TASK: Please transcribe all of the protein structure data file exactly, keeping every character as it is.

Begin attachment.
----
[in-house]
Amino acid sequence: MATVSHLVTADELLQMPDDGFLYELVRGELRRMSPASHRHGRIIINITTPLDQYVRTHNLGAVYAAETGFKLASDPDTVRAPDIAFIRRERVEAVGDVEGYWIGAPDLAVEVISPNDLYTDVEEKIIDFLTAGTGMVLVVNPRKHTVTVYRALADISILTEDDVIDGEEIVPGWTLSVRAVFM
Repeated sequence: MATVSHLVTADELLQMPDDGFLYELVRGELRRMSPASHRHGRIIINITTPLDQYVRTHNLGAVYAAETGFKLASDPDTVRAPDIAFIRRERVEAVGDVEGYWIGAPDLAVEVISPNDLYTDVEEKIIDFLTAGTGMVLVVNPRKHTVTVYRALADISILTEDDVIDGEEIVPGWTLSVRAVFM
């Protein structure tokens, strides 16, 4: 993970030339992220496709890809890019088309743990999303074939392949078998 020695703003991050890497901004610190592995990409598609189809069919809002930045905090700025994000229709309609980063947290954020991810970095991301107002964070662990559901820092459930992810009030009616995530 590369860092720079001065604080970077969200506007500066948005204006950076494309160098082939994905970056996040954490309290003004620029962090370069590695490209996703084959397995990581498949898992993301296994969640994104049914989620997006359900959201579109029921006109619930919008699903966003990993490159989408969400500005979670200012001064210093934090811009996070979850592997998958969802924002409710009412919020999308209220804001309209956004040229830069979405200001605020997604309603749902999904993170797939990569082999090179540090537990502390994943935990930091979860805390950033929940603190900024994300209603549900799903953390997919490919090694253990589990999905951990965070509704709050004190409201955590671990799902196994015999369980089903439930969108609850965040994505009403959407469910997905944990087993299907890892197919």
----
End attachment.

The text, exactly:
[in-house]
Amino acid sequence: MATVSHLVTADELLQMPDDGFLYELVRGELRRMSPASHRHGRIIINITTPLDQYVRTHNLGAVYAAETGFKLASDPDTVRAPDIAFIRRERVEAVGDVEGYWIGAPDLAVEVISPNDLYTDVEEKIIDFLTAGTGMVLVVNPRKHTVTVYRALADISILTEDDVIDGEEIVPGWTLSVRAVFM
Repeated sequence: MATVSHLVTADELLQMPDDGFLYELVRGELRRMSPASHRHGRIIINITTPLDQYVRTHNLGAVYAAETGFKLASDPDTVRAPDIAFIRRERVEAVGDVEGYWIGAPDLAVEVISPNDLYTDVEEKIIDFLTAGTGMVLVVNPRKHTVTVYRALADISILTEDDVIDGEEIVPGWTLSVRAVFM
């Protein structure tokens, strides 16, 4: 993970030339992220496709890809890019088309743990999303074939392949078998 020695703003991050890497901004610190592995990409598609189809069919809002930045905090700025994000229709309609980063947290954020991810970095991301107002964070662990559901820092459930992810009030009616995530 590369860092720079001065604080970077969200506007500066948005204006950076494309160098082939994905970056996040954490309290003004620029962090370069590695490209996703084959397995990581498949898992993301296994969640994104049914989620997006359900959201579109029921006109619930919008699903966003990993490159989408969400500005979670200012001064210093934090811009996070979850592997998958969802924002409710009412919020999308209220804001309209956004040229830069979405200001605020997604309603749902999904993170797939990569082999090179540090537990502390994943935990930091979860805390950033929940603190900024994300209603549900799903953390997919490919090694253990589990999905951990965070509704709050004190409201955590671990799902196994015999369980089903439930969108609850965040994505009403959407469910997905944990087993299907890892197919």